Author: Gail R. Benjamin
Publisher: NYU Press
Release Date: 1998-08-01
Genre: Social Science
Gail R. Benjamin reaches beyond predictable images of authoritarian Japanese educators and automaton schoolchildren to show the advantages and disadvantages of a system remarkably different from the American one... --The New York Times Book Review Americans regard the Japanese educational system and the lives of Japanese children with a mixture of awe and indignance. We respect a system that produces higher literacy rates and superior math skills, but we reject the excesses of a system that leaves children with little free time and few outlets for creativity and self-expression. In Japanese Lessons, Gail R. Benjamin recounts her experiences as a American parent with two children in a Japanese elementary school. An anthropologist, Benjamin successfully weds the roles of observer and parent, illuminating the strengths of the Japanese system and suggesting ways in which Americans might learn from it. With an anthropologist's keen eye, Benjamin takes us through a full year in a Japanese public elementary school, bringing us into the classroom with its comforting structure, lively participation, varied teaching styles, and non-authoritarian teachers. We follow the children on class trips and Sports Days and through the rigors of summer vacation homework. We share the experiences of her young son and daughter as they react to Japanese schools, friends, and teachers. Through Benjamin we learn what it means to be a mother in Japan--how minute details, such as the way mothers prepare lunches for children, reflect cultural understandings of family and education. Table of Contents Acknowledgments 1. Getting Started 2. Why Study Japanese Education? 3. Day-to-Day Routines 4. Together at School, Together in Life 5. A Working Vacation and Special Events 6. The Three R's, Japanese Style 7. The Rest of the Day 8. Nagging, Preaching, and Discussions 9. Enlisting Mothers' Efforts 10. Education in Japanese Society 11. Themes and Suggestions 12. Sayonara Appendix. Reading and Writing in Japanese References Index
Angesichts von fortschreitenden Prozessen der Internationalisierung und Globalisierung, aber auch von drängenden Fragen im Zusammenhang mit multikulturellen Erziehungs- und Bildungskontexten sieht sich die International und Interkulturell Vergleichende Erziehungswissenschaft mit vielfältigen An- und Herausforderungen konfrontiert. Die in diesem Band versammelten Beiträge knüpfen hier an: Sie werfen Schlaglichter auf Stand und Perspektiven dieser Teildisziplin heute und erörtern Entwicklungslinien und zentrale Fragestellungen der Vergleichenden Erziehungswissenschaft in Deutschland seit 1966. Mit Beiträgen von Christel Adick, Barbara Asbrand, Ulrich Baumann, ?nci Dirim, Sabine Hornberg, Gregor Lang-Wojtasik, Paul Mecheril, Wolfgang Mitter, Arnd-Michael Nohl, Volker Schubert, Gita Steiner-Khamsi, Peter J. Weber.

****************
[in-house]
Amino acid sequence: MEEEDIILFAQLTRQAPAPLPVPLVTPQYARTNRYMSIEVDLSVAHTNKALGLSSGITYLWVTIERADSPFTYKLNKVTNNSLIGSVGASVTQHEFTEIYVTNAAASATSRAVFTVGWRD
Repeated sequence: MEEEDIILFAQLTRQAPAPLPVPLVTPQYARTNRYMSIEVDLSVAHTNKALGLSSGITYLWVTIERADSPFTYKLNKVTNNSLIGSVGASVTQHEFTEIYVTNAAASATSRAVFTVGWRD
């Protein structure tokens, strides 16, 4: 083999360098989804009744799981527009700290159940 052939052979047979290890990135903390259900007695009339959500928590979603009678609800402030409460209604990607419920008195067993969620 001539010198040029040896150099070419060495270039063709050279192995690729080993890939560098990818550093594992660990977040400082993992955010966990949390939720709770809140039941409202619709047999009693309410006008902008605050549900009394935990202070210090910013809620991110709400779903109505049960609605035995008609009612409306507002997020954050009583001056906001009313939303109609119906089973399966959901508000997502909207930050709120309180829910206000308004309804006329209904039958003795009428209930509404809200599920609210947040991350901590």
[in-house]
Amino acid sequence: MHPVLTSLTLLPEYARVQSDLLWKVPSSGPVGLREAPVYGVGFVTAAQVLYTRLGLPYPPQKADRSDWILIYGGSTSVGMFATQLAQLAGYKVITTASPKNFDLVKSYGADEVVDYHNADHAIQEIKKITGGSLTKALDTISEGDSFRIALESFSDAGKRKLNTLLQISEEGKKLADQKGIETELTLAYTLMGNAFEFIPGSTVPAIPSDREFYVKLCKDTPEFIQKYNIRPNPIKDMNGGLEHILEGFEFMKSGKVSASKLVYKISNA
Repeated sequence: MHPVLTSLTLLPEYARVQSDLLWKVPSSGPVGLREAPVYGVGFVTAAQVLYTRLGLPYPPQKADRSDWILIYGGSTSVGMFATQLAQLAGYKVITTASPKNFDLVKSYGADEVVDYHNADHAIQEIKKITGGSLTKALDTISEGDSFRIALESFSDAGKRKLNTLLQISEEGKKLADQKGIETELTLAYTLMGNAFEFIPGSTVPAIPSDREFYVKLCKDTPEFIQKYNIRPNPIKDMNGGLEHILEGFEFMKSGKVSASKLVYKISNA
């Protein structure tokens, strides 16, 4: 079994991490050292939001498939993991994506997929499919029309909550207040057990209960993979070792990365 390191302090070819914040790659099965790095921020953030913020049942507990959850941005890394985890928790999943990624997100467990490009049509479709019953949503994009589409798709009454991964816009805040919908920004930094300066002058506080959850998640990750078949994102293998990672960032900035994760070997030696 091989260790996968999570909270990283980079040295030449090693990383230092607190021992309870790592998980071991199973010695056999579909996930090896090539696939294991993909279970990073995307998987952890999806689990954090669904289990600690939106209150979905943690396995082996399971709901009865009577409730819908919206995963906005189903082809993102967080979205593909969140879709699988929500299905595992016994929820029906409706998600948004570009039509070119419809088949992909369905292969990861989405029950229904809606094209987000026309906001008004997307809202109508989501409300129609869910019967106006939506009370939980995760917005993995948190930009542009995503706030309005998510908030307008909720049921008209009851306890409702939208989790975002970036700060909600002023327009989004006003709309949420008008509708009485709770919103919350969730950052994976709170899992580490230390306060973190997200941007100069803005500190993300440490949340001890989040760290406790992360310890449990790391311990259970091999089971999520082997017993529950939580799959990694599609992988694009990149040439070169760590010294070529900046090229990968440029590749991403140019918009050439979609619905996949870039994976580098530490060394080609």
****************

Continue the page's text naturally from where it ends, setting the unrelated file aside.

Author: Roberta E. Pike
Publisher: Jain Publishing Company
Release Date: 2007-01-01
Presents a large representative sample of the literature on Japanese education with an emphasis on its psychosocial aspects. Many discussions compare the Japanese educational system with that of the United States and other countries. The citations cover most of the 1990s including a few earlier and later references. Includes extensive discussions about Japanese educational reform movements and their consequences. Also cites published and unpublished dissertations and theses. Updates the last comprehensive English language bibliography on Japanese education published by Ulrich Teichler in 1974. The citations were taken from many online databases. Suitable for students, teachers, scholars and the general public.
The Tokyo region of Japan is, in terms of population, the largest urban area on earth. Its centre comprises the 23 wards of Tokyo itself but the urban sprawl has long since extended to include the other major cities of Kawasaki and Yokohama. From the early 16th century, when the Tokugawa rulers of Japan established their administrative headquarters there, Edo, as it was known, developed quickly into one of the largest cities in the world. It was renamed Tokyo, or 'Eastern Capital', when the Emperor moved there in 1868. In the 20th century most of Tokyo was destroyed first by the Kanto earthquake of 1923 and then by the American bombing of 1945. Nonetheless, it was rapidly rebuilt, and is now, along with London and New York, one of the major control centres of the global economy. Yet behind the ultramodern facade of the main commercial areas, Tokyo remains largely a city of narrow streets and small, intimate neighbourhoods. However, the threat of serious earthquakes remains and the relocation of the capital is being increasingly discussed. This is the first annotated, critical survey of the English-language literature on Tokyo and its region.